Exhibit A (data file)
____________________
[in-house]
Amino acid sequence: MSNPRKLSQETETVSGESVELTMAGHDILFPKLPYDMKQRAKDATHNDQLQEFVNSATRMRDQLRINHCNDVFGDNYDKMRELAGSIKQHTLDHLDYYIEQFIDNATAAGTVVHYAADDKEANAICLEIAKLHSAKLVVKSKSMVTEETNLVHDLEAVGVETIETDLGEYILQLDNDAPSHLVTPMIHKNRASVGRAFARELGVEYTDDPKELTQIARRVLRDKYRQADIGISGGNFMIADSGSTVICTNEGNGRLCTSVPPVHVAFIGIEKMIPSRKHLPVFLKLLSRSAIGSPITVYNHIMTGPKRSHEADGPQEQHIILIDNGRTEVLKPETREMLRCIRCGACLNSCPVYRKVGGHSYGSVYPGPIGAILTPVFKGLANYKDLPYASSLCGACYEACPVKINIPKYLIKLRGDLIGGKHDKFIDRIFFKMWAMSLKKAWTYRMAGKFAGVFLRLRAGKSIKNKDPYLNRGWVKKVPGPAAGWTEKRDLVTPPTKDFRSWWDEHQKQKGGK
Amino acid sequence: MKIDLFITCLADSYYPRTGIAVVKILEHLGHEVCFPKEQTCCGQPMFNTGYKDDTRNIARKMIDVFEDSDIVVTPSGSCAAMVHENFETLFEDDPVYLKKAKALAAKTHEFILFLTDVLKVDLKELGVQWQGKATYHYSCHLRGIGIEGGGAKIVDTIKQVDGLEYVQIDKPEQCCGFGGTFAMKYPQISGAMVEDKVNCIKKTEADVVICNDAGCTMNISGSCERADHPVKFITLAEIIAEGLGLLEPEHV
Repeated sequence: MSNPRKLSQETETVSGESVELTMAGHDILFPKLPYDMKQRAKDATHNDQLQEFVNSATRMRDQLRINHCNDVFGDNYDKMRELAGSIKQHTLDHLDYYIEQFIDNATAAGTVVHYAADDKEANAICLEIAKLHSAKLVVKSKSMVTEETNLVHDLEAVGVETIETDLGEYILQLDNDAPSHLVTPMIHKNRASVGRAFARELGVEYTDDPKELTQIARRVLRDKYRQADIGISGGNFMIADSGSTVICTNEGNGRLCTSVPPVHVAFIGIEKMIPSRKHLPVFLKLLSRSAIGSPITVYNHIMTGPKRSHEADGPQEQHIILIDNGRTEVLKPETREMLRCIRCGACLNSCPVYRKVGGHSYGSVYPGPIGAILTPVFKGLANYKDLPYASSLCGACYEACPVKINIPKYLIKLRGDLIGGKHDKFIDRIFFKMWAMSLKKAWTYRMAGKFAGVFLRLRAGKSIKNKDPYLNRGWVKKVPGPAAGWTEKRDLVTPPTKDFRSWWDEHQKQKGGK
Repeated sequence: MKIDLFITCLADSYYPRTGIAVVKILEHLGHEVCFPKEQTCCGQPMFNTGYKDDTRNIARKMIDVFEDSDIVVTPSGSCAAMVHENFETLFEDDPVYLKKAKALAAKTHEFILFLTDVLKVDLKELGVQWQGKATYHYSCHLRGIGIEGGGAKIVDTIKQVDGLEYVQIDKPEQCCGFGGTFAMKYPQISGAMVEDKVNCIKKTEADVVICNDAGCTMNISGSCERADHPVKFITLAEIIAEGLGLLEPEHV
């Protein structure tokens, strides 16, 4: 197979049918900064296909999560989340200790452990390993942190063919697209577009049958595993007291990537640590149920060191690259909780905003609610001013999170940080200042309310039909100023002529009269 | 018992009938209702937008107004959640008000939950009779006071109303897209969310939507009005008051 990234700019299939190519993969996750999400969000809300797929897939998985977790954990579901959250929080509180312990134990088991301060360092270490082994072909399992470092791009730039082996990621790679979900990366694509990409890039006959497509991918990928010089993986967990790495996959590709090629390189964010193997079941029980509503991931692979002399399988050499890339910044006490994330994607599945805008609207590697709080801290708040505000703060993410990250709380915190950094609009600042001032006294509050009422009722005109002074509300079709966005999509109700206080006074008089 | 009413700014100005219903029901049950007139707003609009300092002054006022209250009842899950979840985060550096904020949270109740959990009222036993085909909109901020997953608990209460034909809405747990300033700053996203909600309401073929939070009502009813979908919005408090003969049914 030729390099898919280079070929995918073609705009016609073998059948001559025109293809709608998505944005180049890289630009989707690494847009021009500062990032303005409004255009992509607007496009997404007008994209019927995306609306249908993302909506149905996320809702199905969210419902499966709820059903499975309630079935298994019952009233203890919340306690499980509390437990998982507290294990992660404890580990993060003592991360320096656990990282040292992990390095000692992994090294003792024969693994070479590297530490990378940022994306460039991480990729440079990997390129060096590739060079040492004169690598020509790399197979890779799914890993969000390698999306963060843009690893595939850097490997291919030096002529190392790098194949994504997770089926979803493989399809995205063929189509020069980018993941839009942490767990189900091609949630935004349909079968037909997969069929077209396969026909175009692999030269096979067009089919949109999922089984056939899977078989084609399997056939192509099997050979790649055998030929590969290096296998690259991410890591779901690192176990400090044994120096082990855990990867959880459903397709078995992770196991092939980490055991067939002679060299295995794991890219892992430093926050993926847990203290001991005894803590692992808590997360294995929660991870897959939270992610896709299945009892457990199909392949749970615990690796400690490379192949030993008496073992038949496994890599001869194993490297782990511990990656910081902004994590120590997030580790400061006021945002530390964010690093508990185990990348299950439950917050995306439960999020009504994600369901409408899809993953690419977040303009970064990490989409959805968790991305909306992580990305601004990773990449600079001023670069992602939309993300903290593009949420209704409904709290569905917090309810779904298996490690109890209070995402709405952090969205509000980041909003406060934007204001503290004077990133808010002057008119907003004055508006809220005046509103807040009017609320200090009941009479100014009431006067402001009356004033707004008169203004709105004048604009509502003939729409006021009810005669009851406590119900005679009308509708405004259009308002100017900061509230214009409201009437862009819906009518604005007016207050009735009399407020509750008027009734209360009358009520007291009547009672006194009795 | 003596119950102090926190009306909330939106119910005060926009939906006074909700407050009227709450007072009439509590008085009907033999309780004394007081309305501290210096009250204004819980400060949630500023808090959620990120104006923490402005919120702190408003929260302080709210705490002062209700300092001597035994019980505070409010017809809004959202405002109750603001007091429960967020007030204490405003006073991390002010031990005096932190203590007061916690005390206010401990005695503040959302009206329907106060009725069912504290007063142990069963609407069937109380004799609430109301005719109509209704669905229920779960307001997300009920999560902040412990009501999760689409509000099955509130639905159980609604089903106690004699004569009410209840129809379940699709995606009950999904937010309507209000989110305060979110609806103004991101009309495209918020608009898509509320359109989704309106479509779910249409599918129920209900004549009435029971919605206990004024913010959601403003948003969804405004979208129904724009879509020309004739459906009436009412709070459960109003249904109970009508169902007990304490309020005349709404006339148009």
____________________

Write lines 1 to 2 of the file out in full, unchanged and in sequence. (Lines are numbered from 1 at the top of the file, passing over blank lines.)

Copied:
[in-house]
Amino acid sequence: MSNPRKLSQETETVSGESVELTMAGHDILFPKLPYDMKQRAKDATHNDQLQEFVNSATRMRDQLRINHCNDVFGDNYDKMRELAGSIKQHTLDHLDYYIEQFIDNATAAGTVVHYAADDKEANAICLEIAKLHSAKLVVKSKSMVTEETNLVHDLEAVGVETIETDLGEYILQLDNDAPSHLVTPMIHKNRASVGRAFARELGVEYTDDPKELTQIARRVLRDKYRQADIGISGGNFMIADSGSTVICTNEGNGRLCTSVPPVHVAFIGIEKMIPSRKHLPVFLKLLSRSAIGSPITVYNHIMTGPKRSHEADGPQEQHIILIDNGRTEVLKPETREMLRCIRCGACLNSCPVYRKVGGHSYGSVYPGPIGAILTPVFKGLANYKDLPYASSLCGACYEACPVKINIPKYLIKLRGDLIGGKHDKFIDRIFFKMWAMSLKKAWTYRMAGKFAGVFLRLRAGKSIKNKDPYLNRGWVKKVPGPAAGWTEKRDLVTPPTKDFRSWWDEHQKQKGGK